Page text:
We are officially a couple of weeks into Lent. Depending on your spiritual background or church upbringing, you may have different thoughts and feelings when it comes to this Christian tradition. For you, maybe Lent kicks off the hype and excitement surrounding Easter, or maybe Lent is a time for fasting and sacrifice. Or maybe you’re sitting there thinking, “What is Lent anyway, and why is it a big deal?” Wherever you fall on the Lenten spectrum, I think I can shed some light on why Lent is still relevant today.
What Is Lent?
First, it’s important to understand the significance of Lent. The word Lent comes from the Latin root meaning “to lengthen.” It’s the 40-day period prior to Easter, excluding Sundays, that begins on Ash Wednesday and concludes on Holy Saturday (the Saturday before Easter). On Ash Wednesday, many Christians embark in the tradition of receiving ashes on their foreheads as a reminder that we were made from dust, and to dust we shall return. The ashes remind us that we are but fleeting flowers in a field, here today and gone tomorrow—but we have hope in the resurrection of Jesus!
Although Lent is not found in the Scriptures, many Jesus followers choose to participate through practices such as reflection, repentance and prayer as a way to prepare their hearts for Easter. As we are about a third of the way through Lent, it is not too late to jump in on this season of self-reflection as we recognize our need for a savior. For me, Lent is a time to open my heart a little wider so when we arrive at Good Friday Easter, it is not just another day at church but an opportunity to receive the overflowing grace, hope and love of the risen Lord.
Here are a few ways you can engage in Lent to prepare your heart for Good Friday and Easter.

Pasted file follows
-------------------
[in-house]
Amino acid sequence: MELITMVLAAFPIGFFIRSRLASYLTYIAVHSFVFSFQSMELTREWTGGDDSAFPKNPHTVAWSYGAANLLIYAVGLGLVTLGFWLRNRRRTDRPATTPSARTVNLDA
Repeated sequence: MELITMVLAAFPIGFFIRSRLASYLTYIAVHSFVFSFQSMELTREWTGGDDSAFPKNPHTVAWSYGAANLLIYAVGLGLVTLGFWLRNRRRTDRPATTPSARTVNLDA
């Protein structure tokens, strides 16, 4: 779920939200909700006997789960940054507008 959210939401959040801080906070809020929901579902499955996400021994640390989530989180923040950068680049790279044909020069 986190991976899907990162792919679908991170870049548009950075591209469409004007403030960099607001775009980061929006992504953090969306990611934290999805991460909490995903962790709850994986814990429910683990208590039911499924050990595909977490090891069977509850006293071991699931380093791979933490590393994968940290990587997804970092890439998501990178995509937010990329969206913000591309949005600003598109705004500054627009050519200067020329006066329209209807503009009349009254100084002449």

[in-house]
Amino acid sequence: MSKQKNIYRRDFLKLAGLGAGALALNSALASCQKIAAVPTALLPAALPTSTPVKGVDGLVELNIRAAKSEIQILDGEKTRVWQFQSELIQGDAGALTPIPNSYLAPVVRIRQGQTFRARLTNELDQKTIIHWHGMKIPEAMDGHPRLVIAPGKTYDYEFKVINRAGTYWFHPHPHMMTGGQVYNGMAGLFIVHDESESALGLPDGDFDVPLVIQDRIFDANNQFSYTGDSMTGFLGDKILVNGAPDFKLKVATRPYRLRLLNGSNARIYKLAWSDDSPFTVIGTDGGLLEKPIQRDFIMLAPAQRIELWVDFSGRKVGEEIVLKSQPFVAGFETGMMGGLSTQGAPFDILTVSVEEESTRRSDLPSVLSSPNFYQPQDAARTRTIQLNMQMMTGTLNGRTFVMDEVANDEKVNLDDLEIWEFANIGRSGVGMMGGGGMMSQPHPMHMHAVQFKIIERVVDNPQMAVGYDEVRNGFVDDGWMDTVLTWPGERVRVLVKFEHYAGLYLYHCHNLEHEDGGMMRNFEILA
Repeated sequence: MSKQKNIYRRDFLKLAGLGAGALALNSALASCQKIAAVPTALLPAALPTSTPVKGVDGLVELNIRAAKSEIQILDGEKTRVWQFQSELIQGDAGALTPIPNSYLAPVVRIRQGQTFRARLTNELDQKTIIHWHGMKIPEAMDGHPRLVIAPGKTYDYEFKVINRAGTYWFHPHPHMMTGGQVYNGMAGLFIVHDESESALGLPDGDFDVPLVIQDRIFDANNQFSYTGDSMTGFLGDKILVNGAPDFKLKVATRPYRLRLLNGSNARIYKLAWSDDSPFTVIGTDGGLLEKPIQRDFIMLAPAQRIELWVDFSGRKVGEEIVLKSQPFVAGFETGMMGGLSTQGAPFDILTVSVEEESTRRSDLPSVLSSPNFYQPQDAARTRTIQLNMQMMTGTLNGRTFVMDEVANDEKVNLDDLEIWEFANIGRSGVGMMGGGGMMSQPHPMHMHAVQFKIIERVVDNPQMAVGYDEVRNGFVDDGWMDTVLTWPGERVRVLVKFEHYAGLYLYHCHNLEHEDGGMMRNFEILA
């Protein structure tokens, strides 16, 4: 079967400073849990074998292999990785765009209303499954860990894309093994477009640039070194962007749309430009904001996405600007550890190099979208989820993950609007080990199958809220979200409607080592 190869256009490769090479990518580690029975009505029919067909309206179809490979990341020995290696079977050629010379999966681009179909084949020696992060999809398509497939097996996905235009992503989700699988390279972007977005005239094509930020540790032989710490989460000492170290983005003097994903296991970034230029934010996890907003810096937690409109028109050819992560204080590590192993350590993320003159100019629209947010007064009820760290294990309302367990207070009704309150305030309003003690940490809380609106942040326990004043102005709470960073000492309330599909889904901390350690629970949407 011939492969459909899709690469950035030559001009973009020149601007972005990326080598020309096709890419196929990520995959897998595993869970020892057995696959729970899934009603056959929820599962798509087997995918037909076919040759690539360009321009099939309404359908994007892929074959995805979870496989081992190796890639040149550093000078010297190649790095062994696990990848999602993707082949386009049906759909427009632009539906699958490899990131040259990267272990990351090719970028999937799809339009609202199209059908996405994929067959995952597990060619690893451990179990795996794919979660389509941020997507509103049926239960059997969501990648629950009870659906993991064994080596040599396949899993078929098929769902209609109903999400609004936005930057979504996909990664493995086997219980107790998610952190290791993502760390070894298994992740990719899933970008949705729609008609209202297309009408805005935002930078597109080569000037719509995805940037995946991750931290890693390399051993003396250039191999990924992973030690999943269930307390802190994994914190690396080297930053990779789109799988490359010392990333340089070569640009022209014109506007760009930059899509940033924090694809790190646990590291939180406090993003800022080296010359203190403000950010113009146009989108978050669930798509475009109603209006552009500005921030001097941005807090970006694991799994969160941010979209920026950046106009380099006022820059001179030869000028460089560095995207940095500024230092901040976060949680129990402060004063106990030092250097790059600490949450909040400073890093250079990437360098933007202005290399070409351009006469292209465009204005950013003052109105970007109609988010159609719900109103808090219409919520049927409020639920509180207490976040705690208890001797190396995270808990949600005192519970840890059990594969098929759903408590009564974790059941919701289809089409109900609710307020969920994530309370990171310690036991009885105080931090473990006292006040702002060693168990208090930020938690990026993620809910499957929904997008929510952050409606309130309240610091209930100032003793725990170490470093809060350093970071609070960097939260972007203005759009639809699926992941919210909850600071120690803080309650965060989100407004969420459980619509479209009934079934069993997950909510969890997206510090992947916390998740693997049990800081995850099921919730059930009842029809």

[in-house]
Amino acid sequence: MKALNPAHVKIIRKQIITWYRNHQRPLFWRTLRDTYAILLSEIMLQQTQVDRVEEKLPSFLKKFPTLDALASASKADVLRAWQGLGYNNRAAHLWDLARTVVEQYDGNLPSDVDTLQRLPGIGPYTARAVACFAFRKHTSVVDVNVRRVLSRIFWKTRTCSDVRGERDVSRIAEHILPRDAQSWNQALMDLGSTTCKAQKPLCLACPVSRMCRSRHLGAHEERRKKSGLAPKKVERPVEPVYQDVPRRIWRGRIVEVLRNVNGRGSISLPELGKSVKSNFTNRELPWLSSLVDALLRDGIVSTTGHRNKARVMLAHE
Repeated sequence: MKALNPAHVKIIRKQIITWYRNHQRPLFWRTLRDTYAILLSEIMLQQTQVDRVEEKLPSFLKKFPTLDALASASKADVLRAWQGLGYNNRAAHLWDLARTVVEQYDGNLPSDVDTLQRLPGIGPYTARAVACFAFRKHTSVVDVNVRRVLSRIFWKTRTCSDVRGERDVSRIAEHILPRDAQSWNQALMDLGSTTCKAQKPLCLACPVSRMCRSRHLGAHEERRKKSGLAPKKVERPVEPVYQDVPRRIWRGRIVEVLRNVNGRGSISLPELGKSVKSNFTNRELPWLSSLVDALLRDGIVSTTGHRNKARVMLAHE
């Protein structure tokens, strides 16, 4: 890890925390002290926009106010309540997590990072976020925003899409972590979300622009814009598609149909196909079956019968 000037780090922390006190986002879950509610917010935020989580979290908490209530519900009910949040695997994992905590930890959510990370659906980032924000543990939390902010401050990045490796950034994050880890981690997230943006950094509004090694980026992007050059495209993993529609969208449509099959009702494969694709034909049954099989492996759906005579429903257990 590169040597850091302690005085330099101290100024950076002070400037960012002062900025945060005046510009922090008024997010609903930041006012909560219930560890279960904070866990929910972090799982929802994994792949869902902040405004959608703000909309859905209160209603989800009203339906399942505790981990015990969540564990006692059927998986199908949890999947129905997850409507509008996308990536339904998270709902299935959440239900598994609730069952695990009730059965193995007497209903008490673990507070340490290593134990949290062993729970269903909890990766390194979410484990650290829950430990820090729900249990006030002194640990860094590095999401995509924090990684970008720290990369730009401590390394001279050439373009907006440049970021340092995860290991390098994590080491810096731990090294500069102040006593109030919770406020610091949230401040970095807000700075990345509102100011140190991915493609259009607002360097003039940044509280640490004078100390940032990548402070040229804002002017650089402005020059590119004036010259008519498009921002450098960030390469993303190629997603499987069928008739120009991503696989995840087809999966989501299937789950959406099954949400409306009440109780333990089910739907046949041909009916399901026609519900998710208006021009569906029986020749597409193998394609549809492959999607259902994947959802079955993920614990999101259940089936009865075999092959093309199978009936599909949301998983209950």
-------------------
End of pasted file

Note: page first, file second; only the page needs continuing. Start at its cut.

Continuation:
1. Give Up
The most common discipline that people engage in during Lent is fasting. Some may give up certain types of food (dessert, meat, etc.). Others may give up a habit or behavior such as caffeine, social media or TV. In past years, I have given up coffee (incredibly painful), soda and Facebook.
Fasting is a powerful discipline because when we deny ourselves something we desire, we are saying there is something more important in our lives than that thing. During Lent, we are declaring that God is more important.
When we fast, we are also reminded of God. On certain days I can go through the day without thinking much about him. But whenever I have to fight the temptation to indulge in something I have chosen to give up, it reminds me of Him, His sacrifice, and His reality in our lives. The year I gave up coffee, I was reminded every morning and really all throughout the day of this powerful truth.
2. Give Out
During Lent, you can also choose to give out. Jesus gave us everything on the cross, so this season can be an opportunity for us to give to others. What if during Lent we committed an intentional act of kindness every day? What if we asked God to help us see those around us that we could love, serve, and be generous toward? Imagine how powerfully that would reflect the message of the cross to those around us.
3. Give In
Some commit to a daily devotional activity during Lent. This often includes reading a short teaching on a Scripture passage or topic every day and then spending a few moments in prayer. A great devotional that we would like to recommend is a Lent reading plan on the YouVersion app. It brings together quotes, readings and Scripture to help you focus your mind on Christ.
Even though Lent is not a “requirement” for Jesus followers, millions every year choose to participate. It is not too late to jump in, so if you have yet to participate this year, we would love for you to join us. If you do, I know you will be amazed as to what occurs in your life as you choose to spend a portion of every day intentionally focused on Jesus.
No matter where you are in the process, I hope to encourage you to take a step towards preparing your heart and mind on Jesus during the journey to Easter.
-Andrew Kim, Troy Teaching Pastor